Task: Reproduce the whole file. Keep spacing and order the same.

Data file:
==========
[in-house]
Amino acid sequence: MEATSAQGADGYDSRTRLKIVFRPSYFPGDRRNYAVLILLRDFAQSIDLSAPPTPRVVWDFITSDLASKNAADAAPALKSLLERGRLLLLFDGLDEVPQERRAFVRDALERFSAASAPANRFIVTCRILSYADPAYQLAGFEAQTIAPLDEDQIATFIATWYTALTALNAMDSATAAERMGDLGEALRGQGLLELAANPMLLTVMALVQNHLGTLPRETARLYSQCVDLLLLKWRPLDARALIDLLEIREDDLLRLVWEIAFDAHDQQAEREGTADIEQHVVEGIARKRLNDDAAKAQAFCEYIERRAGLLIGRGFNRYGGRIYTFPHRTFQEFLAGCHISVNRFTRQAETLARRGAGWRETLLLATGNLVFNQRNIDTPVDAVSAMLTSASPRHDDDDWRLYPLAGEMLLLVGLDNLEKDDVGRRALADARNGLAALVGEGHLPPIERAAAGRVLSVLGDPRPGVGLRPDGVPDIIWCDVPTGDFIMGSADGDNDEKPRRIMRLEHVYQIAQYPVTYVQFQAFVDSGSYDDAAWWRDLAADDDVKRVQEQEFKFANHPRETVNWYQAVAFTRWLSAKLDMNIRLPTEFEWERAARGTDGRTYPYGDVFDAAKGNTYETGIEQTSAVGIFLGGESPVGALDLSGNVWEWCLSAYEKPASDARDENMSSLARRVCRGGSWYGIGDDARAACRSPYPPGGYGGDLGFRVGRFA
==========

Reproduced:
[in-house]
Amino acid sequence: MEATSAQGADGYDSRTRLKIVFRPSYFPGDRRNYAVLILLRDFAQSIDLSAPPTPRVVWDFITSDLASKNAADAAPALKSLLERGRLLLLFDGLDEVPQERRAFVRDALERFSAASAPANRFIVTCRILSYADPAYQLAGFEAQTIAPLDEDQIATFIATWYTALTALNAMDSATAAERMGDLGEALRGQGLLELAANPMLLTVMALVQNHLGTLPRETARLYSQCVDLLLLKWRPLDARALIDLLEIREDDLLRLVWEIAFDAHDQQAEREGTADIEQHVVEGIARKRLNDDAAKAQAFCEYIERRAGLLIGRGFNRYGGRIYTFPHRTFQEFLAGCHISVNRFTRQAETLARRGAGWRETLLLATGNLVFNQRNIDTPVDAVSAMLTSASPRHDDDDWRLYPLAGEMLLLVGLDNLEKDDVGRRALADARNGLAALVGEGHLPPIERAAAGRVLSVLGDPRPGVGLRPDGVPDIIWCDVPTGDFIMGSADGDNDEKPRRIMRLEHVYQIAQYPVTYVQFQAFVDSGSYDDAAWWRDLAADDDVKRVQEQEFKFANHPRETVNWYQAVAFTRWLSAKLDMNIRLPTEFEWERAARGTDGRTYPYGDVFDAAKGNTYETGIEQTSAVGIFLGGESPVGALDLSGNVWEWCLSAYEKPASDARDENMSSLARRVCRGGSWYGIGDDARAACRSPYPPGGYGGDLGFRVGRFA